Kingston Area Taxi Commission inches closer towards Uber regulation

Controversial bylaw has been in the works since 2015

KATC commissioners continued to debate the controversial bylaw No. 4 at this week's meeting.

The Kingston Area Taxi Commission met Wednesday at City Hall to continue the drafting process of a controversial bylaw that would regulate Uber’s operations in Kingston. The bylaw has been in the works since 2015 when Uber first came to the city. 

According to commissioners, the bylaw seeks to “create a level playing field” between the rules that govern taxis and Uber. 

After the final meeting of 2017, the draft bylaw was posted publically on the Kingston Area Taxi Commission website. The release marks the first time the draft legislation has been available to the public.

Wednesday’s meeting was the first to see returning commissioner Karen Wisebaum in her newly-elected position of KATC Chair. Mark Greenwood, owner of Amey’s Taxi, along with other industry representatives, attended the meeting. Also in attendance was Chris Schafer, Uber Canada’s public policy manager.

Among the issues discussed at Wednesday’s meeting, driver tests and authentication for Transportation Networking Companies (TNCs) like Uber were the most debated between commissioners and industry members.

Testing drivers 

One of the most controversial provisions in the draft bylaw is the requirement for prospective Uber drivers to complete a test about their knowledge of the city, something that’s already required of taxi drivers.

At Wednesday’s meeting, new and returning commissioners raised questions about driver testing and how to achieve consistency with bylaw No. 2, which regulates taxis in Kingston. 

KATC Commissioner Craig Draeger said, “I question to some degree what the need for such a test would be because the whole concept of the business model is a designated pick-up point and the GPS guides you to the designated drop-off point. I don’t know what is gained from having a written test of knowledge of the township or the city.”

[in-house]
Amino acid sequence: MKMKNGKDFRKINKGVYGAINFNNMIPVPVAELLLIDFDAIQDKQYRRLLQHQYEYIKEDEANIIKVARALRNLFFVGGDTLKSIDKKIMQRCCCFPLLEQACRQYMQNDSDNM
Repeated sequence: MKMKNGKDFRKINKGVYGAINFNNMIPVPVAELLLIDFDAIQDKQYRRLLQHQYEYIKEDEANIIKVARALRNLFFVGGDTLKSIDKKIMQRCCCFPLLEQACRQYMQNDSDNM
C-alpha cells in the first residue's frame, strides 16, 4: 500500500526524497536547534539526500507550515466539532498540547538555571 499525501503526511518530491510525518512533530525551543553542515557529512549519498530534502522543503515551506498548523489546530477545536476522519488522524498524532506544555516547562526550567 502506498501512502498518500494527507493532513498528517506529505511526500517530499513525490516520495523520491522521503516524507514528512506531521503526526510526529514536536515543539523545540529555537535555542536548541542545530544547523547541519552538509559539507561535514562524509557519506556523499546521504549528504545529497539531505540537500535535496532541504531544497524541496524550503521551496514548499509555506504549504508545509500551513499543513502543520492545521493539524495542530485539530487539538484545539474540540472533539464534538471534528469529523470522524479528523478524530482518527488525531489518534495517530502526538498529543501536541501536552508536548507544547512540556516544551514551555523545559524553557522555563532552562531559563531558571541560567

KATC Taxi Inspector and Enforcement Officer Dave Kennedy responded and said, “it has to come down to whether the commission is going to require it or not. If this gets passed, we will have to look at bylaw No. 2 to see what we have there.”

“Right now, we test [taxi] drivers, if we’re not going to test the Uber people, then are we going to keep testing the taxi drivers? If we’re going to ease what the TNC has to do, we have to ease what the taxis will have to do,” Kennedy explained.

Commissioner Draeger said he would “agree with that harmonization.” Commissioners will continue to debate the issue at next month’s meeting.

Authenticating drivers 

Another area of the bylaw that commissioners are struggling to make consistent is the authentication of drivers on the road. 

For taxis, the commission is able to request ID from drivers at any time. However, for TNCs, identification is done internally through the software application and then distributed to regulators. 

Schafer explained in Ottawa, Uber collects all information about drivers on the road and their status and relays it to regulators “at a cadency of their choosing,” be it weekly, monthly or yearly. “No other city asks for paper identification; it’s redundant,” Schafer said.

Mark Greenwood said in response, “I think it comes down to whether Uber is going to be regulating themselves and rely on them for information or the commission is going to be regulating.”

KATC Chair Wisebaum said “for me the question is still outstanding on how we authenticate and I don’t have an answer.”

Moving forward

Commissioners remain optimistic the bylaw will move forward in the coming months. However, Wisebaum acknowledged it could “take up to six months.”

When asked why the commission doesn’t use other regulatory regimes as a model for Kingston, Wisebaum said, “we’re not trying to reinvent the wheel. There are a lot of different reasons that have come up in past meetings over the last two years.”

She explained KATC is “a creature of statute,” adding, “that is not true of a lot of taxi commissions across the province. We are just here to do the job we are mandated to do under statute.”

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